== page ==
Ek Raaz (1963)


What a delightful story this is! And so well done too, on every level—direction, writing, acting, cinematography. It’s a tightly plotted comedy, romance, mystery and lost-and-found tale all in one, starring Kishore Kumar and Pran, and a heroine who sticks up for herself (in 1963!). Even Lalita Pawar (how I love her) is smiley and beautiful in it, and the songs by Chitragupta are lovely, too. All in all it’s a treat for anyone who appreciates good solid entertainment—a total winner!

Kishore Kumar Verma (Kishore Kumar) is an orphan who has managed to complete his bachelor’s degree. He is called to Ooty by his friend Champak (Agha) who has recommended him for a job with a local bigwig, Seth Khunalchand Peshawari (what a mouthful!). Upon arrival at the train station, though, he is met by Khunalchand’s daughter Sushma and niece Beena (Jamuna) who mistake him for a singer they have hired by the name of Kishore Kumar Sharma.


They take him home with them, and he is quickly head over heels for Beena—and she for him. To further their romance, he doesn’t tell them about the mistake in identity when he figures it out either, but goes ahead and performs at the music show with Beena. It’s a very fun song with nice dancing by Jamuna. I particularly love the set, with a giant Saraswati and oodles of traditional ghee lamps!


Unfortunately, the real Kishore Kumar Sharma shows up at the end of the performance and denouces our Kishore Verma as a fraud. He manages to escape, and with Champak’s help disguises himself and gets the job he was originally supposed to be there for—working for Khunalchand—so that he can stay near Beena. At the same time a guy named Arun (Pran) arrives to visit Beena; she is clearly less than happy to see him, but he persists in his attentions to her. Kishore steps in to help her out.


But he runs into trouble when he takes off his fake beard and mustache so that Beena will recognize him. Khunalchand sees him too, and sets the police after both him and Champak.


They board a train, but having no money can’t buy tickets. Poor Champak is caught and arrested by the railway guards, but Kishore manages to escape again and lands up in a compartment with a sole (sleeping) occupant. No sooner has he hidden himself there when another man comes in with a knife and prepares to stab the sleeping passenger. Kishore stops the assailant, who manages to get away.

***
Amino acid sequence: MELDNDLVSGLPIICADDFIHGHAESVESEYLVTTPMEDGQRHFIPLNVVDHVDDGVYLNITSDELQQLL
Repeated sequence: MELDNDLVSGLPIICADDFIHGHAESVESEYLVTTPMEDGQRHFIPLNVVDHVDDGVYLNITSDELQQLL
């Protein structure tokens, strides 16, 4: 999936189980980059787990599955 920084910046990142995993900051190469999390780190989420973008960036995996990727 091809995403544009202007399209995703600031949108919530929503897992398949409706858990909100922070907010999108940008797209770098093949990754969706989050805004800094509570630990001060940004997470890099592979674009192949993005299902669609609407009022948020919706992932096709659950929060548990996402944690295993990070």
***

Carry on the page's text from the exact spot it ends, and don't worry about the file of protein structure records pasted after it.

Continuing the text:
The passenger is a very nice and wealthy man by the name of Girdharilal (Niranjan Sharma). When Kishore tells him he needs a job, he takes him home with him. Girdharilal introduces him to his wife Kamla (Lalita Pawar) and sets him up with a job in his factory.


Kamla and Kishore feel a strange instant connection to one another, and Girdharilal tells Kishore soon afterwards that they had lost their son Arun when he was a little boy and have only recently found him again.


Yup, it’s Pran! and unsurprisingly (being Pran) he’s a bit of a disappointment to them. He’s away from home a lot on “business.”


Meanwhile poor Champak has been sentenced to fifteen days in jail for traveling without a ticket—and an old magician has befriended him.


Once their fifteen days are up, the magician takes Champak home with him and introduces him to his niece Champakali, who has one thing on her mind:


I am always happy to see Tun Tun! but the same cannot be said for Champak. (There is actually very little Comic Side Plot as such, and the humor in the film mostly comes through the story itself and the main actors.)

Meanwhile, Beena is now visiting her mother (Mumtaz Begum), who is Girdharilal’s old friend and neighbor, and they come to pay their respects. She is naturally startled to see Kishore there, and not very surreptitiously calls him a fraud and other bad things.


She doesn’t give him away though, and he manages to convince her that he really does care for her and that all the deception he had perpetrated before was only in pursuit of her.


They are soon spending large amounts of time together singing some very lovely songs.

Arun keeps company with a dancer named Leela (is she Jeevan Kala? I’m not familiar with her, although she’s very pretty) (yup, Jeevan Kala! Thanks for the confirmation!):


We now find out that Arun is the one who hired someone to kill his father—someone who looks exactly like Champak, although his name is Shankar! Arun is not pleased by Shankar’s failure to bump off Girdharilal.


Arun is also in cahoots with Girdharilal’s factory manager, Chunilal (Madan Puri). Girdharilal has begun to harbor some suspicions about Chunilal’s honesty, especially once Kishore begins working there and discovers discrepancies in the account keeping.